Why Facebook's political ad stance spells danger for publishers and democracy
Future News 54
Mark Zuckerberg is in preemption mode. The Facebook founder and CEO became the left’s bogeyman after Donald Trump’s surprise White House election victory in 2016. It was his social network, which now has 2.7bn monthly active users, that allowed untruths and misinformation to spread and infiltrate the collective US political psyche, so the story goes.
In actuality, American voters are much more sophisticated than Hilary Clinton’s supporters would care to admit and a peer-reviewed study in Nature Human Behaviour proved this point this year when researchers found exposure to untrustworthy websites on Facebook in 2016 had very little impact.
Alas, despite facts and research to the contrary, the narrative that dirty tricks on Facebook won it for Trump is still doing the rounds today. That is no doubt why Zuckerberg, which this outlet has been continually critical of, and his team, including former UK Deputy Prime Minister Nick Clegg, have announced several election initiatives ahead of the vote in November.
The company, among other things, will study the impact of both Facebook and Instagram on the general election. They’ve teamed up with Professors Talia Stroud (@TaliaStroud) and Joshua A. Tucker, two independent academics who serve as chairs of Social Science One committees, for the initiative. The findings, though, won’t come until at least mid-2021.
Elsewhere, Facebook is going to ban new political ads running in the seven days leading up to the election on 3 November. This is a crucial period for political campaigners, where ‘Get Out The Vote’ operations really ramp-up their activities to maximise turnout among their supporters. The reasoning? According to Zuckerberg, “there may not be enough time to contest new claims”. Advertisers, however, will be able to continue running ads they launched before this period.
The move sets a precedent not just for the company, but for the whole media and advertising landscape (Twitter has already banned political ads, it should be noted). It is dangerous for publishers on financial grounds, since they earn revenue from political advertisements in the run-up to any election, and could prevent them, as previously alluded to, help increase voter turnout.
Also there is a risk that the marketplace for ideas is being shut down or at least severely limited. Why shouldn’t candidates and political parties, especially with less money than others, be able to make their case to the public in the final days of a campaign?
The unpalatable alternative is that this will all be done in the dark in the future. No transparency, no oversight. As for Facebook’s own long-awaited Oversight Board, which was announced at the start of this year. There are no current updates on the creation of the body. However, there may be some more information in the next month or two, FN has been told.
📈 Earnings and transactions
Patreon, the funding platform used by endless YouTubers, has raised more than $90m in its latest Series E round, which was backed by Glade Brook Capital, Thrive Capital, DFJ Growth and Index Ventures. The US company will use the cash to expand further overseas, improving user experience and improving its discovery tools.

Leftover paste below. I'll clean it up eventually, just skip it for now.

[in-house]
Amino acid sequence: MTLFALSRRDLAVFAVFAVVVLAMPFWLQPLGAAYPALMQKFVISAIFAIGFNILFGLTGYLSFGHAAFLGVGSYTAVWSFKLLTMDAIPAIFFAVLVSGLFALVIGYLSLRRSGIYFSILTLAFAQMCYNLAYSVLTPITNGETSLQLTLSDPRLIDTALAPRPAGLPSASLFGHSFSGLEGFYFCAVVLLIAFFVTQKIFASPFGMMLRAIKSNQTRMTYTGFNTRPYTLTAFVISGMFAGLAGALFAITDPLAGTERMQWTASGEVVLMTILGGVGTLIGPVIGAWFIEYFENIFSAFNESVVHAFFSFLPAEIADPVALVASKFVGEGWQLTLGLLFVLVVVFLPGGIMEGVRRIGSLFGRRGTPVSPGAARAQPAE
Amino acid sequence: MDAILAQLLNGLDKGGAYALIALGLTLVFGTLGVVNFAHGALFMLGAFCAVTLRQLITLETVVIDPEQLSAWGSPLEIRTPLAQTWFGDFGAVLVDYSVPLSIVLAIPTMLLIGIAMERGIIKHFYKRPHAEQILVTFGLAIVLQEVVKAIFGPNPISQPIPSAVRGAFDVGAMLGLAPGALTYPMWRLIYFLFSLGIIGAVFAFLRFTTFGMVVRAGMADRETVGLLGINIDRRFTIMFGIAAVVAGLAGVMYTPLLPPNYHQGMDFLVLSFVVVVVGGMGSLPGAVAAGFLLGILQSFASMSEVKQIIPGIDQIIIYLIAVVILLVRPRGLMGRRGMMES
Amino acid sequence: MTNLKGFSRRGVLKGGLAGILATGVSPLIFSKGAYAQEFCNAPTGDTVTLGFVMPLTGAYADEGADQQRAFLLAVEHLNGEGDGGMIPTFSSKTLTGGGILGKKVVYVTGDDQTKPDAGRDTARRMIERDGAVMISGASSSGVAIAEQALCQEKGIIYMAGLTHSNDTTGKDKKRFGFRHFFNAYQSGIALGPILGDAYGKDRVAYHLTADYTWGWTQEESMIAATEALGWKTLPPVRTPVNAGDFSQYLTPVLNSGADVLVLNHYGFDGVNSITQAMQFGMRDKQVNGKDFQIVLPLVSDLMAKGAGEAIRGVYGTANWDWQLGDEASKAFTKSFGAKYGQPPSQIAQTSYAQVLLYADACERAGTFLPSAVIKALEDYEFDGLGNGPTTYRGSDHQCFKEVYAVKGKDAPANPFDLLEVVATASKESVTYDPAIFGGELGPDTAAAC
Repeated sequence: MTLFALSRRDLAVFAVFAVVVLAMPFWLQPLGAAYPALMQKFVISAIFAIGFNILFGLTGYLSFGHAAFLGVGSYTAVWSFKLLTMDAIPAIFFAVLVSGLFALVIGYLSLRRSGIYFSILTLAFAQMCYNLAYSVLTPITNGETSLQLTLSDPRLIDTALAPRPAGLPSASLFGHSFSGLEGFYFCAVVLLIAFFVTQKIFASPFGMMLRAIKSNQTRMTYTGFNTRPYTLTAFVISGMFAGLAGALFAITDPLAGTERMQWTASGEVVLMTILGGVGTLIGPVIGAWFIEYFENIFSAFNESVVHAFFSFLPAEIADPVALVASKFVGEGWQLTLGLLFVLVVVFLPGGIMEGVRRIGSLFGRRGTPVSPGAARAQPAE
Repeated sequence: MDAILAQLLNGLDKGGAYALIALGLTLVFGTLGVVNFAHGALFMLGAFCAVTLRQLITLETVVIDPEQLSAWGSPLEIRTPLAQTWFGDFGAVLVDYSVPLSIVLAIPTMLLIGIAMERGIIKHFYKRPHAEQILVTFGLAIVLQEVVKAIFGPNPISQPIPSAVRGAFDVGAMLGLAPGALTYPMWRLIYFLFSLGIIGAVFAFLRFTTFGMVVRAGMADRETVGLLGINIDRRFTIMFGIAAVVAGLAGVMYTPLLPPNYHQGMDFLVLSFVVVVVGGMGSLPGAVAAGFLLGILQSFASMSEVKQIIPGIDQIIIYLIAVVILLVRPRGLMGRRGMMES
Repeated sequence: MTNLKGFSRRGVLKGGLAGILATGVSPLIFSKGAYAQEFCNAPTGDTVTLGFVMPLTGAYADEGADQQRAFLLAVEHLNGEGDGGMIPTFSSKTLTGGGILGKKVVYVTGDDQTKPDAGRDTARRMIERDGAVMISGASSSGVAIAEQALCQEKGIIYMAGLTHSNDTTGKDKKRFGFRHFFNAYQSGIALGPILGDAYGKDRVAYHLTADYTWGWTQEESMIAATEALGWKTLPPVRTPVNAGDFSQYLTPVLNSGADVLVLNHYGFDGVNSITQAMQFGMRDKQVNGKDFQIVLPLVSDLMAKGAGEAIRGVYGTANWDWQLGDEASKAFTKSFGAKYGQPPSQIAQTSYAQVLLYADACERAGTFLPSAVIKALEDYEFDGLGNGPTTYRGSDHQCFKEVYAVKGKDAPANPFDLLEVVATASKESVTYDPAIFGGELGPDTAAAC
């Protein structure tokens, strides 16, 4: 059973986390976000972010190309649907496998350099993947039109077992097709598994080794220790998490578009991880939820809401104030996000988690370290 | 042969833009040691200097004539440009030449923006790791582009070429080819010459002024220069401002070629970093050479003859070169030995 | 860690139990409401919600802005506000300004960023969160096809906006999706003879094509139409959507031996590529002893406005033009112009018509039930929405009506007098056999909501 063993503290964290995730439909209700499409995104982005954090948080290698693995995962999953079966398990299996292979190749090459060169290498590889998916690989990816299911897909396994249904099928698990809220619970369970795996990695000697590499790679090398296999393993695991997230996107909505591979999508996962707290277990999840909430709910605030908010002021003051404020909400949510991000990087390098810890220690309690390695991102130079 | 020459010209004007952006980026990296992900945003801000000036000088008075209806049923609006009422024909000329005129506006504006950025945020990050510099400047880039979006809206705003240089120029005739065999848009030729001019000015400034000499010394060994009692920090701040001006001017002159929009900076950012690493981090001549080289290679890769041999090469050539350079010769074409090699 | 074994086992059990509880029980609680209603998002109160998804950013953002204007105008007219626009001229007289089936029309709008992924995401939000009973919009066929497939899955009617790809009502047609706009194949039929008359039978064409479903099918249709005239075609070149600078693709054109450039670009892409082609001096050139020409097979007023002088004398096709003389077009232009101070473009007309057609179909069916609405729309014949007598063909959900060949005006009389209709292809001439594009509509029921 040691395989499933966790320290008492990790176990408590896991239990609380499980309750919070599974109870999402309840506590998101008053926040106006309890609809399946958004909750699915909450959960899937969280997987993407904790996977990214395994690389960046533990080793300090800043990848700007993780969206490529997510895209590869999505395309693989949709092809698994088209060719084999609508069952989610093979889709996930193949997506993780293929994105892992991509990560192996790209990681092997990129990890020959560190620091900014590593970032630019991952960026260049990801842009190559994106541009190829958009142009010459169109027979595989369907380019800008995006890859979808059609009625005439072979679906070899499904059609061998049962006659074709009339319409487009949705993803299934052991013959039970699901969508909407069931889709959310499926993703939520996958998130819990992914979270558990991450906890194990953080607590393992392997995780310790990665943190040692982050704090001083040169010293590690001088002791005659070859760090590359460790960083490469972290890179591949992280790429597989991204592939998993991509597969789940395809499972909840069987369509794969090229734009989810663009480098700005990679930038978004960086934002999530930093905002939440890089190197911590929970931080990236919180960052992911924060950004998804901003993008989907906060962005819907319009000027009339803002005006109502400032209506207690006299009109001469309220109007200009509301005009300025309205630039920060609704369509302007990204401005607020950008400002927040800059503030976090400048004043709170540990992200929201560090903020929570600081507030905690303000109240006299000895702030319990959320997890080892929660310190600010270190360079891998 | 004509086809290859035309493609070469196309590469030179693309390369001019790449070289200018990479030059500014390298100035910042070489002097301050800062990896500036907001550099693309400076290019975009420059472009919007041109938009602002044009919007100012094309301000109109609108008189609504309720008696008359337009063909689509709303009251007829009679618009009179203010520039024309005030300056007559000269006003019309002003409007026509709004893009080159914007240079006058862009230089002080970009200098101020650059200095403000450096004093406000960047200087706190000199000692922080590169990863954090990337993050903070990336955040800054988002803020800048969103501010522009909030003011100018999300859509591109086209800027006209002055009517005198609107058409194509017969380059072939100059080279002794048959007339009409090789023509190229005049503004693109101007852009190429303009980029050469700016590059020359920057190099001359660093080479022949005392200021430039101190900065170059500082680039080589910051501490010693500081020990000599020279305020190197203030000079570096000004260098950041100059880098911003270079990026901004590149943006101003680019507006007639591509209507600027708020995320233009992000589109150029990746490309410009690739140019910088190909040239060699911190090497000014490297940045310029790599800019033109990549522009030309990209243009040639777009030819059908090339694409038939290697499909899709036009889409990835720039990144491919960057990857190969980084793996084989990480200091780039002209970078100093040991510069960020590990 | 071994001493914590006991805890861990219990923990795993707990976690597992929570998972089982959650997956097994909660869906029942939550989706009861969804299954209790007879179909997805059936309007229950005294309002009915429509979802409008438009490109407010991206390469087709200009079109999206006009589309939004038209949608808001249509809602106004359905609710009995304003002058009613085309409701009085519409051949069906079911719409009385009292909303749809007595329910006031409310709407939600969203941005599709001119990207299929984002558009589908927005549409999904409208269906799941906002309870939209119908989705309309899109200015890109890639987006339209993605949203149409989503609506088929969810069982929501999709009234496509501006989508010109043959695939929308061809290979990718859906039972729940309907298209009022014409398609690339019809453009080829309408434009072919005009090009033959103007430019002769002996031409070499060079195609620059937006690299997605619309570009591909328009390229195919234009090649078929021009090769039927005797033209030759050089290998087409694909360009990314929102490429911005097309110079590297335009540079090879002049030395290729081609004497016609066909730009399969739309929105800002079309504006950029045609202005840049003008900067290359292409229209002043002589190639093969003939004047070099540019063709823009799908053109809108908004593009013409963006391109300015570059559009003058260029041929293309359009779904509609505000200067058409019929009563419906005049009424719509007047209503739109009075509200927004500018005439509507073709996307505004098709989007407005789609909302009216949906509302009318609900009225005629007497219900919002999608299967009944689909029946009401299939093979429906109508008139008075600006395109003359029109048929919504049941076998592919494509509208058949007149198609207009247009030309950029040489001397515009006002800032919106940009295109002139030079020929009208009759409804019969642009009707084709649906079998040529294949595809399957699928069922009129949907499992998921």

STV Group saw revenue drop 19% to £44.7m and profit before tax drop 154% to -£4.9m in the six months to 30 June. “The outlook is much more positive in H2, with advertising trends improving materially in July and August, and a strong schedule to look forward to on TV and online including the return of a full complement of weekly soap episodes from later this month, new drama like Des starring David Tennant, and entertainment juggernauts like the rescheduled BGT live finals and I’m a Celebrity,” CEO Simon Pitts said.
💼 Jobs and biz
City AM delays print return as London commuters fail to flock back via The Press Gazette’s Charlotte Tobitt (@CharlotteTobitt).
Daily Mail Editor Geordie Greig wants the out to be a “force for good”, he told GQ in an upcoming feature interview.
NPR’s new go-to phrase “without evidence” via NPR’s Kelly McBride (@kellymcb).
Bauer Media now oversees the largest commercial radio network in the UK.
BuzzFeed is cost-cutting no more via CNN’s Kerry Flynn (@kerrymflynn).
Around 20% of Brits are still working from home, according to the Office for National Statistics.
Twitter can improve your customer care ratings by 19%.
The 30th Environmental Journalism Conference starts on 16 September.
IRE conference kicks-off on 21 September.
Former England Rugby captain Dylan Hartley (@DylanHartley) is launching a new pod with Rugby Pass.
The Press Box: The best and worst of the Republican convention.
BBC’s Media Show: Another exit interview with Mark Thompson.
Why the new Google Chrome browser is hurting some publications via Digiday’s Lara O’Reilly (@larakiara).
Google will pass costs of Digital Services Tax in the UK onto advertisers via FT’s Alex Barker (@AlexEBarker).
Journalists are having a detox from Twitter via Poynter’s Mark Lieberman (@MarkALieberman).
Twitter will add context to trending topics on the platform via New York Times’ Kate Conger (@KateConger).
Election wargaming from Facebook, Google, Reddit and Twitter via Axios (@Axios).
For high-praise, tips or gripes, please contact the editor at firstname.lastname@example.org or via @ianjsilvera.
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